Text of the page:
[erlang-questions] Why do we need modules at all?

Joe Armstrong <>
Tue May 24 14:53:18 CEST 2011


On Tue, May 24, 2011 at 2:05 PM, Tim Watson <>wrote:

> > But plain module namespace is also ok. It would be impossible for me
> > to work with 30K LOC with plain function namespace.
>
> I think what Joe is getting at - he'll correct me if I'm wrong about
> this - is to refer to functions not only by name, but by other
> metadata as well. I'm not sure what this looks like empirically, as
> like you I can't see how using only function names you could work with
> a flat namespace. Looking up functions by other (additional) metadata
> such as type signature, author, date, company, category (mutiples?),
> pre/post conditions, safe guarantees, etc - that would work. In fact
> if you think about a process engine (such as BPMS solutions and the
> like) then process (i.e., function) is often selected dynamically
> based on many attributes, not just name.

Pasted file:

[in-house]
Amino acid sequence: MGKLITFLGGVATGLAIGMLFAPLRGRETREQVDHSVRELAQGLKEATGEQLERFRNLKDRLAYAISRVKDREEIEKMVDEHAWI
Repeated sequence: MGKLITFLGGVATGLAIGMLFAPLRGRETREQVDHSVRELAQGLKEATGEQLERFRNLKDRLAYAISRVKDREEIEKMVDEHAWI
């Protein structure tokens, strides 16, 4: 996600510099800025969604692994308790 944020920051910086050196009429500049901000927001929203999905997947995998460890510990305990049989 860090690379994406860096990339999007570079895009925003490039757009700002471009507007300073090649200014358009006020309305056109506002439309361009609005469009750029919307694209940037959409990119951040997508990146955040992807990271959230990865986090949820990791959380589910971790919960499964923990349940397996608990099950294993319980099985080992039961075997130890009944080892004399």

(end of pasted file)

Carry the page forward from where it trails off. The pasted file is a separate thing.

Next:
>

Yes - how this would work I don't know - my Haskell friends say that
searching for
function by type signatures is good.

What do I do today when I suspect that somebody has written some code ?


    1) will it take me < ten minutes to write the code?
        yes - write it
    2) google or ask a friend
    3) this gets me to git or sowhere
    4) search
    5) cut-and-paste

Not a good method - and this is *best practise*



>
> Just how this will work in practise as a replacement for existing
> (shall we say normal) way of referring to a function that is in a
> module, I could not say. But it is an interesting concept. Perhaps
> using a URI as the name and thereby being able to have multiple URIs
> representing the various different category-based paths to identify
> the function - the "aliases" could then redirect to the direct,
> uniquely named resource which would in turn return the function
> metadata (and binary code presumably).
>

Something like this.

Actually for development it would be great to say

    -import("http://a.b.c/modname", [foo/2]).

this would just make an rcp to foo/2 on the remote host and save all the
pain of locally installing
the necessary code on my machine.

/Joe




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